Ocean Currents » Ocean Trash Index http://blog.oceanconservancy.org News, opinions, photos and facts from Ocean Conservancy Fri, 27 May 2016 15:06:23 +0000 en-US hourly 1 http://wordpress.org/?v=3.4.2 18 Million Fewer Pounds of Trash in Our Ocean: This Year’s Ocean Trash Index Has Arrived http://blog.oceanconservancy.org/2016/05/26/18-million-fewer-pounds-of-trash-in-our-ocean-this-years-ocean-trash-index-has-arrived/ http://blog.oceanconservancy.org/2016/05/26/18-million-fewer-pounds-of-trash-in-our-ocean-this-years-ocean-trash-index-has-arrived/#comments Thu, 26 May 2016 14:11:22 +0000 Allison Schutes http://blog.oceanconservancy.org/?p=12157

Once again, the time has come to share the results of last year’s International Coastal Cleanup (ICC)! This is an especially exciting year for the Ocean Trash Index because we’re celebrating the Cleanup’s 30th anniversary!

Each year, I’m amazed by the number of people who care about the health of our ocean. During the 2015 ICC, 791,336 people removed 18,062,911 pounds of trash from 25,188 miles of coast around the world. These volunteers collected trash on their local beaches and waterways and provided Ocean Conservancy with a snapshot of the most persistent forms of trash found along the beaches and waterways that’s impacting our ocean.

Volunteers part of the 2015 International Coastal Cleanup joined  the ranks of more than 11.5 million people who’ve joined the Cleanup over the last 30 years. I’m so grateful for the hard work of our volunteers, cleanup coordinators and local partners who help make the Cleanup a reality. We couldn’t do our work without their tremendous support.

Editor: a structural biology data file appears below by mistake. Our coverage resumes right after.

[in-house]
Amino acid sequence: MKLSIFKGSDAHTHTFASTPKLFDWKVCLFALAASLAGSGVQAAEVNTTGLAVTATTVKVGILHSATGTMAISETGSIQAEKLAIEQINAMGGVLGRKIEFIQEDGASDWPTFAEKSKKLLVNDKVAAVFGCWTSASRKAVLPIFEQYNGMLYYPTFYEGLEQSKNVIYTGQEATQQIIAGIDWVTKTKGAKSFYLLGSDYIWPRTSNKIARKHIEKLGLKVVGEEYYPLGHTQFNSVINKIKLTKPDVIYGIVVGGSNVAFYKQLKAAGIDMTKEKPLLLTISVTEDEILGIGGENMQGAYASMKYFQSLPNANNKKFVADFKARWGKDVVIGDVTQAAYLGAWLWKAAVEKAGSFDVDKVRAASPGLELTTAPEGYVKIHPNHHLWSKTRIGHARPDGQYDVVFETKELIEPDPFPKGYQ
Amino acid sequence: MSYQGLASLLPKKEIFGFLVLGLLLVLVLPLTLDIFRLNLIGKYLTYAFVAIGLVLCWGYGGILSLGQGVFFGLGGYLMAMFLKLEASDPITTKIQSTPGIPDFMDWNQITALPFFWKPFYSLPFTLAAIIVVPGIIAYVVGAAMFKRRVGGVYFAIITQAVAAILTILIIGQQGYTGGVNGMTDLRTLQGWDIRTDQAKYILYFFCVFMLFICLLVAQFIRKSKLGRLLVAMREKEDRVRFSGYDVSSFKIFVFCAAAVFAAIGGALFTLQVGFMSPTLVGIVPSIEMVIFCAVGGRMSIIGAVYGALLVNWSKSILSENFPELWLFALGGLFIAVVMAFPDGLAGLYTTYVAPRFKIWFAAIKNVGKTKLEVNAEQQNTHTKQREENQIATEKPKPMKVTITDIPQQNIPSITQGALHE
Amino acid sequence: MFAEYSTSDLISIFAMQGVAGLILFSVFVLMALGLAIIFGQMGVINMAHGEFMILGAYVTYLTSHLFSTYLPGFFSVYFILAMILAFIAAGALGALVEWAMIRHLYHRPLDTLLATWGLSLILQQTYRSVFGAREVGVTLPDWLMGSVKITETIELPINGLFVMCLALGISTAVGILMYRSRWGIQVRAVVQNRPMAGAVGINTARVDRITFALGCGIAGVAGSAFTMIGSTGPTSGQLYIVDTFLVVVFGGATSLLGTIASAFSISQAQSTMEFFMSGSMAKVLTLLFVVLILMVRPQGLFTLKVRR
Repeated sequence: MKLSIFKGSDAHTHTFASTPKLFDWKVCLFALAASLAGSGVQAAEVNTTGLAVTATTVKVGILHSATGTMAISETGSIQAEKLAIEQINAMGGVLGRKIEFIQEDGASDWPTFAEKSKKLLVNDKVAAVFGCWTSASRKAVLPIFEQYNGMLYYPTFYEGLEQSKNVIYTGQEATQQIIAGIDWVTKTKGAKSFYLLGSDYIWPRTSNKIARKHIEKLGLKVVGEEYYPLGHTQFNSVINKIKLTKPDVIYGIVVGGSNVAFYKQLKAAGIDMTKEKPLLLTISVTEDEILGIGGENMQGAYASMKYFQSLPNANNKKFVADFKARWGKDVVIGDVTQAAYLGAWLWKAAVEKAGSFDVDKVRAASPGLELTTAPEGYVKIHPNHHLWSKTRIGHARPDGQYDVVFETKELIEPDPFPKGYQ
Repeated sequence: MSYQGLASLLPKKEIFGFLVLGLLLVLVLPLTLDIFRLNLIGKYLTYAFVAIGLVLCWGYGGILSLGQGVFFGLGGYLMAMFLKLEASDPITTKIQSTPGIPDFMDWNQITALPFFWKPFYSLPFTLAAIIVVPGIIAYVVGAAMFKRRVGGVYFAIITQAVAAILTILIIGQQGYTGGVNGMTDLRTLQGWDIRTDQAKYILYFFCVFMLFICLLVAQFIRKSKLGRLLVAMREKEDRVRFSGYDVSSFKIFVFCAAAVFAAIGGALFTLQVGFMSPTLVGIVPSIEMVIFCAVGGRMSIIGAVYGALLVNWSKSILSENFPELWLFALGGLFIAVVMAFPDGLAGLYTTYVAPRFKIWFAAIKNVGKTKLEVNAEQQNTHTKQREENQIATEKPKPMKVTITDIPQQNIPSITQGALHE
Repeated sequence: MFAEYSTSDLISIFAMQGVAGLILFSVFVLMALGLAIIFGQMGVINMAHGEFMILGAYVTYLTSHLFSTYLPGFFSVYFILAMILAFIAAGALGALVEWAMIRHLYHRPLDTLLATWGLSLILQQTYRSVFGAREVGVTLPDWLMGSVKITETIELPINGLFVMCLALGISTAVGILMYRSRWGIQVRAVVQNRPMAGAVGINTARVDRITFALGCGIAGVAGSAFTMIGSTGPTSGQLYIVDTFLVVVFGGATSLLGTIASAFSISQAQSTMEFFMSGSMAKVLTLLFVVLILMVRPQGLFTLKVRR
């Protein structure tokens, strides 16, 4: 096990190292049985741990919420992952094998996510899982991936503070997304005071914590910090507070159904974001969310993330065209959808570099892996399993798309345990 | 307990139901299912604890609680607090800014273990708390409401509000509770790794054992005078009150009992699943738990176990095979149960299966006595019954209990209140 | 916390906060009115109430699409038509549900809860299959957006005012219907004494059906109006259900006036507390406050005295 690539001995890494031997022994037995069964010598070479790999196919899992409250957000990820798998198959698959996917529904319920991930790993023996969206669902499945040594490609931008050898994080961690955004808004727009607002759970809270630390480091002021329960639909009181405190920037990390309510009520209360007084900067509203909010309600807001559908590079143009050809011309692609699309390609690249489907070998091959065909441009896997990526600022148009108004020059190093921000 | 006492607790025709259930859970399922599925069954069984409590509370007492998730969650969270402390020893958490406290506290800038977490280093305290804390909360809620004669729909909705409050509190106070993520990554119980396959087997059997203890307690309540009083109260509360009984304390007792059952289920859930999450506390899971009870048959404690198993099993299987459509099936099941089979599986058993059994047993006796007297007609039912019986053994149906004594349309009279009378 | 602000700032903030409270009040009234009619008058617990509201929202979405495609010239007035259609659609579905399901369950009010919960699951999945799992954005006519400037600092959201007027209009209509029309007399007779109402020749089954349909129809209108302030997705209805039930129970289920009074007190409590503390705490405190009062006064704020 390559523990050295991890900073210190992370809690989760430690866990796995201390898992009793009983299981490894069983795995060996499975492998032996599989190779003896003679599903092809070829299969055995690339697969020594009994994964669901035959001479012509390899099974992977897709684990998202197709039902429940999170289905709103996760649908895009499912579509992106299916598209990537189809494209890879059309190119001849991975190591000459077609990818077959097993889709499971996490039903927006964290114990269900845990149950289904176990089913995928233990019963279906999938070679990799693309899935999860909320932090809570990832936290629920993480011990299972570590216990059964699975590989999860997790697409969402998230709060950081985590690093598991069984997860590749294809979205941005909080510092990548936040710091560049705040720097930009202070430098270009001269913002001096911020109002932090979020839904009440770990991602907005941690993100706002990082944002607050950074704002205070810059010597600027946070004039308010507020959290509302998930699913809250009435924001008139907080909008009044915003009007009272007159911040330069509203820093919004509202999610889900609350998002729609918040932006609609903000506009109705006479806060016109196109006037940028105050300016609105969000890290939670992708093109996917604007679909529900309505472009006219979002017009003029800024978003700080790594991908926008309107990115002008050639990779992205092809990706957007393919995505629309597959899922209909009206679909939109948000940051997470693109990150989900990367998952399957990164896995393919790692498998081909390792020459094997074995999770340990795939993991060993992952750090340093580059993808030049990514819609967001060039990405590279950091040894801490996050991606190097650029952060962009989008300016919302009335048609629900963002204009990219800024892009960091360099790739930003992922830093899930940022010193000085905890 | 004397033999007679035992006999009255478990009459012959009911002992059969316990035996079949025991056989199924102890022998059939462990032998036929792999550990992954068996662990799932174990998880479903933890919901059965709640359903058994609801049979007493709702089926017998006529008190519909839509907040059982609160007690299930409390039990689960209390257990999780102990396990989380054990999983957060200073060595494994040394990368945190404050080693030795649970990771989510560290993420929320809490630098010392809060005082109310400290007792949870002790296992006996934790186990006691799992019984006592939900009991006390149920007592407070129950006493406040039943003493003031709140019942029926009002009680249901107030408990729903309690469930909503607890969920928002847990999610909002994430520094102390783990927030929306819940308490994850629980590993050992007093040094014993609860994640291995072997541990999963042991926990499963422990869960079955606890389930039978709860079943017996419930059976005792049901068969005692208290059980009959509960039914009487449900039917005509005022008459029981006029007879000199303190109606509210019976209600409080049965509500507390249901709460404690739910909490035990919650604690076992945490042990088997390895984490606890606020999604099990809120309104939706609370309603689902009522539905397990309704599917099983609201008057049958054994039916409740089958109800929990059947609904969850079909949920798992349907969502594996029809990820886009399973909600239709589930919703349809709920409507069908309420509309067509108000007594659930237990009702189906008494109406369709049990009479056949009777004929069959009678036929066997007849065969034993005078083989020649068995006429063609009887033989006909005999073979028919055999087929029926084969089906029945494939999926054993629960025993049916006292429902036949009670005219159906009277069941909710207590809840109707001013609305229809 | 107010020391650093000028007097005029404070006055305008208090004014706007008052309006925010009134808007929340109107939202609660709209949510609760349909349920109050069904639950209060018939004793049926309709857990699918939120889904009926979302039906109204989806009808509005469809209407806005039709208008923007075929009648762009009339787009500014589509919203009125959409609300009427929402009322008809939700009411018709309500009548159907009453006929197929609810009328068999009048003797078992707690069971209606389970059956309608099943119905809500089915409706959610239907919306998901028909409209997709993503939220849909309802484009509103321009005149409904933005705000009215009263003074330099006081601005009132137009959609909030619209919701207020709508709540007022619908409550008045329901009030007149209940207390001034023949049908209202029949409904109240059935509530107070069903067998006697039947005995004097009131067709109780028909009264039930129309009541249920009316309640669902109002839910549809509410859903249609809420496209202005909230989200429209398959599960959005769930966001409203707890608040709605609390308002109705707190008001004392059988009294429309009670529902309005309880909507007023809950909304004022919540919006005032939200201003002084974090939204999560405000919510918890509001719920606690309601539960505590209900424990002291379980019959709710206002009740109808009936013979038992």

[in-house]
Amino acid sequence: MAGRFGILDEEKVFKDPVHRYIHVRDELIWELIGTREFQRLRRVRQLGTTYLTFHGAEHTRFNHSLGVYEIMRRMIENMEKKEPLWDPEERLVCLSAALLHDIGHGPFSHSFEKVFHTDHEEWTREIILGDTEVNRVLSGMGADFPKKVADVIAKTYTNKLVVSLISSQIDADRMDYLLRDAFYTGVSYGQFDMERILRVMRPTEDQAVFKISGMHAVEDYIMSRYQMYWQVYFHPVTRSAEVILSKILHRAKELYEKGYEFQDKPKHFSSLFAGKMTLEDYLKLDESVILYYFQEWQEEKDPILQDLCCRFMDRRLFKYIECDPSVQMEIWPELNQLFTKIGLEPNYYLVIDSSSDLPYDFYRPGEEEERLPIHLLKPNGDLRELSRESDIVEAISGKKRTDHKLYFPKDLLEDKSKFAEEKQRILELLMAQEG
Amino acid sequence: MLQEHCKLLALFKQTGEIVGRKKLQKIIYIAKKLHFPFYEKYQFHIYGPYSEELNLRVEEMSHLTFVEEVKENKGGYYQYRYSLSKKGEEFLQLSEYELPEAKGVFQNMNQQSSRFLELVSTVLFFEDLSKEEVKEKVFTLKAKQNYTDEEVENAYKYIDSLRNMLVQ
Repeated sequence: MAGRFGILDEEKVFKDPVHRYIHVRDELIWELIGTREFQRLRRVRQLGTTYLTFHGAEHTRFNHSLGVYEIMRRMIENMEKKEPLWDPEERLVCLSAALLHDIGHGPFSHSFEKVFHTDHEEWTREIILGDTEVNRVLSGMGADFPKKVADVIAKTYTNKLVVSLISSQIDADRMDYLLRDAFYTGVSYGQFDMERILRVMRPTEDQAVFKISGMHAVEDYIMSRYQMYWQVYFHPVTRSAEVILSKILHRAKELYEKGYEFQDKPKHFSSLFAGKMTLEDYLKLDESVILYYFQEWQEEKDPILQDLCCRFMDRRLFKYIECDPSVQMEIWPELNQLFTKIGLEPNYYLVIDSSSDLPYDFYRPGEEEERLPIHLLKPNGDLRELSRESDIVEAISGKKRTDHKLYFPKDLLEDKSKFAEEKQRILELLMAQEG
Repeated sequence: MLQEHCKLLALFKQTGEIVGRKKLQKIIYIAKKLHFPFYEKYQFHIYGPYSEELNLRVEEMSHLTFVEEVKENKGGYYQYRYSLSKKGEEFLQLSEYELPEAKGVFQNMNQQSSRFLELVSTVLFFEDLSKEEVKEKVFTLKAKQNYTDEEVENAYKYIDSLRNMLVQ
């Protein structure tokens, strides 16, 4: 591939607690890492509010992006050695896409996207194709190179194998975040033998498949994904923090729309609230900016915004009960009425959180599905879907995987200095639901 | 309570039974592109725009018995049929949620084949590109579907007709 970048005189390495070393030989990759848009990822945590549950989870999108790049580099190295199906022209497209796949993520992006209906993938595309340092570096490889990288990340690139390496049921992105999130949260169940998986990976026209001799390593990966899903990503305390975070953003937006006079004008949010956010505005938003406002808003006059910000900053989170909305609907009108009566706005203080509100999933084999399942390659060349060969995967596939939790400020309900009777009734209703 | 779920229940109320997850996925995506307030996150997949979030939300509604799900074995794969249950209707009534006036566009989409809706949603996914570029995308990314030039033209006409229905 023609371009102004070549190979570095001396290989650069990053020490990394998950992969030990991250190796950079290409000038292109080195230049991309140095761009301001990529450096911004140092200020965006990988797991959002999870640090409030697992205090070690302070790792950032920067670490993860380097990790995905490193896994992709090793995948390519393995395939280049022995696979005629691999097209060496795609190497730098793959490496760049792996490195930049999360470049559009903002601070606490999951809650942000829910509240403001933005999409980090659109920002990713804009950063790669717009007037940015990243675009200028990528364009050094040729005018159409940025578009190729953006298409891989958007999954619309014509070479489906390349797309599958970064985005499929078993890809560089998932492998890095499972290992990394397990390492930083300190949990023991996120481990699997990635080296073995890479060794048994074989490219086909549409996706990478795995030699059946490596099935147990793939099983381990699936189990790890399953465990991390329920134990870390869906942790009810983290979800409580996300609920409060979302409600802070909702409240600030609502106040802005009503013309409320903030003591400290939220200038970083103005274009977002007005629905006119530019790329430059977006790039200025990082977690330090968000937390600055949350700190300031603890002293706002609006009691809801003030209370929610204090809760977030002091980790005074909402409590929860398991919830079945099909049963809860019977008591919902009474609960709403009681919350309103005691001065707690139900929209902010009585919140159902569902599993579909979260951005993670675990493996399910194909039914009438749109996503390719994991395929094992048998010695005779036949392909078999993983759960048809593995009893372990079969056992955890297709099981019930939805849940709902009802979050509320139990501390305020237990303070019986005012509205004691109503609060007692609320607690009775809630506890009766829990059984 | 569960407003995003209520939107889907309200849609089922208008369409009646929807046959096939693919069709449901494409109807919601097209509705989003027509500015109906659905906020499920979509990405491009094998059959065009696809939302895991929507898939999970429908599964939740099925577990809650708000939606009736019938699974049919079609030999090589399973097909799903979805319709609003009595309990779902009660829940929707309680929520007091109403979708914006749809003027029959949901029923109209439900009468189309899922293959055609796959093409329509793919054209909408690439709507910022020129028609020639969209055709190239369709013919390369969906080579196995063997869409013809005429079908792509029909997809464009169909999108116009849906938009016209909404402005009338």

This year—as in years past—one of the most commonly found items of trash were plastic drinking straws. These straws pose a real danger to animals like sea turtles, albatross and fish, who can eat them. That’s why we’re asking large, national restaurant chains make a difference for our ocean! You can help us take action by signing our petition asking restaurants to skip the straw.

Keeping straws out of our ocean, one drink at a time, will have a huge impact on the health of our ocean and the animals who call it home. Looking for more great ways to help create Trash Free Seas®? Try our suggestions below:

  • Check out the 2015 Ocean Trash Index and our infographics from the report  to learn more about the most pervasive types of trash.
  • Download Clean Swell, our newest app, and let us know what types of trash you’re collecting from your local beach. The app is available for both iPhone and Android.
  • Reduce your purchases of single-use disposable goods. Going reusable ensures throwaway plastics never have the chance to make it to beaches, waterways, or the ocean.
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International Coastal Cleanup Coordinators Lead and Inspire Volunteers for Trash Free Seas http://blog.oceanconservancy.org/2012/08/31/international-coastal-cleanup-coordinators-lead-and-inspire-volunteers-for-trash-free-seas/ http://blog.oceanconservancy.org/2012/08/31/international-coastal-cleanup-coordinators-lead-and-inspire-volunteers-for-trash-free-seas/#comments Fri, 31 Aug 2012 14:27:50 +0000 Catherine Fox http://blog.oceanconservancy.org/?p=547

Yoshiko Ohkura (center) of JEAN (Japan Environmental Action Network) cleans a beach at Gamo Tidal Flat. Credit: Nick Mallos.